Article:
This two-part series of articles explains and demonstrates how to implement a recommender system for an online retail store using Python. The first part of the series, published in the May 2022 issue of Open Source For You, focused on the theory behind such a system. This second part explains how to implement that system.
The data set used for research can be found and accessed via https://data.world/uci/online–retail. Its details are given in the box below.
So how does one create a system that recommends a specific number of products to users on an e-commerce website, based on their previous purchase history. To construct the answer, we employed the Skip-Gram modelling technique of the word2vec algorithm that we have seen in Part 1. However, we took a customer-focused approach to this.
Dr Daqing Chen, Director: Public Analytics Group (chend ‘@’ lsbu.ac.uk), School of Engineering, London South Bank University, London.Data set information
This is a transnational data set that contains all the transactions occurring between 01/12/2010 and 09/12/2011 for a UK based and registered non-store online retail. The company mainly sells unique all-occasion gifts. Many customers of the company are wholesalers.
Attributes used in the data set
InvoiceNo: Invoice number. Nominal — a 6-digit integral number uniquely assigned to each transaction. If this code starts with letter ‘c’, it indicates a cancellation.
The suggested system incorporates consumer purchasing behaviour as a feature. Word2vec is used to create a vector representation of the products. It provides low-dimensional (50–500) and dense (not sparse; most values are non-zero) word embedding formats. As a result, if a user is browsing a product online, we can immediately suggest related items based on the product’s vector similarity score.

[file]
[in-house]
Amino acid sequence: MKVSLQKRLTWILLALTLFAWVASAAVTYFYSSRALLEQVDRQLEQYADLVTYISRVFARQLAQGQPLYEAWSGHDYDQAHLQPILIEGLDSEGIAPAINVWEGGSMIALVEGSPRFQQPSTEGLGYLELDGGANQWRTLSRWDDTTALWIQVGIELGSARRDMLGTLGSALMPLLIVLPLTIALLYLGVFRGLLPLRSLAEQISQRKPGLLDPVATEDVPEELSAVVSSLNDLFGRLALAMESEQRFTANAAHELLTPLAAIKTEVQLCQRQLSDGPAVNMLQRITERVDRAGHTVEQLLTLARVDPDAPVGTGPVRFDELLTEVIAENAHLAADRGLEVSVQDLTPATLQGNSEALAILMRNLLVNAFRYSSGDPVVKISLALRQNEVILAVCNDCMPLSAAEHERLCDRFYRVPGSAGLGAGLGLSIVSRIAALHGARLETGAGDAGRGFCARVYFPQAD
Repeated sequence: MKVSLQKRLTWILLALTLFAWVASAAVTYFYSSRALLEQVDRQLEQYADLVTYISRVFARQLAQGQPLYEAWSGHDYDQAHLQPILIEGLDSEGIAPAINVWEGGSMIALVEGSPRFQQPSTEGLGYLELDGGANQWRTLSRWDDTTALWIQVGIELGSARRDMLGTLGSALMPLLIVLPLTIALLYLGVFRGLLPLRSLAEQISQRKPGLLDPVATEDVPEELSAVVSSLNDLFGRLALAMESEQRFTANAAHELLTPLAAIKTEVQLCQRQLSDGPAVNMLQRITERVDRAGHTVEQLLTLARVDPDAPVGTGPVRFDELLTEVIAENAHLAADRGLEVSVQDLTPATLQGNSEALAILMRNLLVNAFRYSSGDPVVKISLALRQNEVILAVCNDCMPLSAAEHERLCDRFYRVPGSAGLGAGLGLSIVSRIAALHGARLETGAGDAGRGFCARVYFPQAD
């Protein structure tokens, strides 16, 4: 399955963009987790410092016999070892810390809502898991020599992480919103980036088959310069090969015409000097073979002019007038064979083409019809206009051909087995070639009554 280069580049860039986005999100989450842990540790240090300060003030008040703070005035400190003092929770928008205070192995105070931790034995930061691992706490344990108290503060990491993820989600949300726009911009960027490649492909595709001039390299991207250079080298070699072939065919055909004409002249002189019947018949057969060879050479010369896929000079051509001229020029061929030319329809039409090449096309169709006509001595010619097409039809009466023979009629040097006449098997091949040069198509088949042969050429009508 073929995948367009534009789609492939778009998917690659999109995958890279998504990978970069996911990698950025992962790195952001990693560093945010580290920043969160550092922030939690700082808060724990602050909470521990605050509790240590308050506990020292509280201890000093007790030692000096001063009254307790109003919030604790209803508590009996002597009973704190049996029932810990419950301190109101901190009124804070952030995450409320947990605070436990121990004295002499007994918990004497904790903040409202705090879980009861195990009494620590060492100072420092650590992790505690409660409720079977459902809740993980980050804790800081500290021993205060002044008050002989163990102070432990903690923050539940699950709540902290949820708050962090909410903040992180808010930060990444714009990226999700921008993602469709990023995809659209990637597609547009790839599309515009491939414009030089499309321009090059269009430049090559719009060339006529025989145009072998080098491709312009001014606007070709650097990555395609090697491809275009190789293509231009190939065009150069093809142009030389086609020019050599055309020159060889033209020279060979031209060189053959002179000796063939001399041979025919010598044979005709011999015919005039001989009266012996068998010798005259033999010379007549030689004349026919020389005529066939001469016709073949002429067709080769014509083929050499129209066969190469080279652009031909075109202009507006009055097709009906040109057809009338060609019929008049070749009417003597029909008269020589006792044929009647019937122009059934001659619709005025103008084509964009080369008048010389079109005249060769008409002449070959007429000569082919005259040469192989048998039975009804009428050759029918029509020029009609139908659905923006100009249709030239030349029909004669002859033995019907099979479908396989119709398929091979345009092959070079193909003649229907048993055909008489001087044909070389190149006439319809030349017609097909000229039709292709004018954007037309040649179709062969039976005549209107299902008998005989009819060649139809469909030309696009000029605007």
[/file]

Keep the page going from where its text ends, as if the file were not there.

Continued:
After gathering the necessary data and performing a train-test split on it, an attempt was made to create word and sentence equivalents comparable to those of a standard word2Vec model, which was then fed to the model for training.
We will try and explain the implementation by dividing it in three parts:
- Data pre-processing
- Exploratory data analysis
- Model building
We will first take a quick look at the data set in this segment that we are going to evaluate, to see how we can make it easier and more useful for further research.
Let’s get started by importing the necessary libraries and the data set we’ll be working with. Because the ‘InvoiceDate’ attribute is in an unsatisfactory format, we fix it by using this date variable to format our desired type. We also have some wrong spellings and excessive white spaces in our strings that we would like to prevent, and we would like to keep our strings in upper case for the next steps.
We will install openpyxl using the command given below:
!pip install openpyxl Collecting openpyxl Downloading openpyxl-3.0.9-py2.py3-none-any.whl (242 kB) |████████████████████████████████| 242 kB 4.2 MB/s Collecting et-xmlfile Downloading et_xmlfile-1.1.0-py3-none-any.whl (4.7 kB) Installing collected packages: et-xmlfile, openpyxl Successfully installed et-xmlfile-1.1.0 openpyxl-3.0.9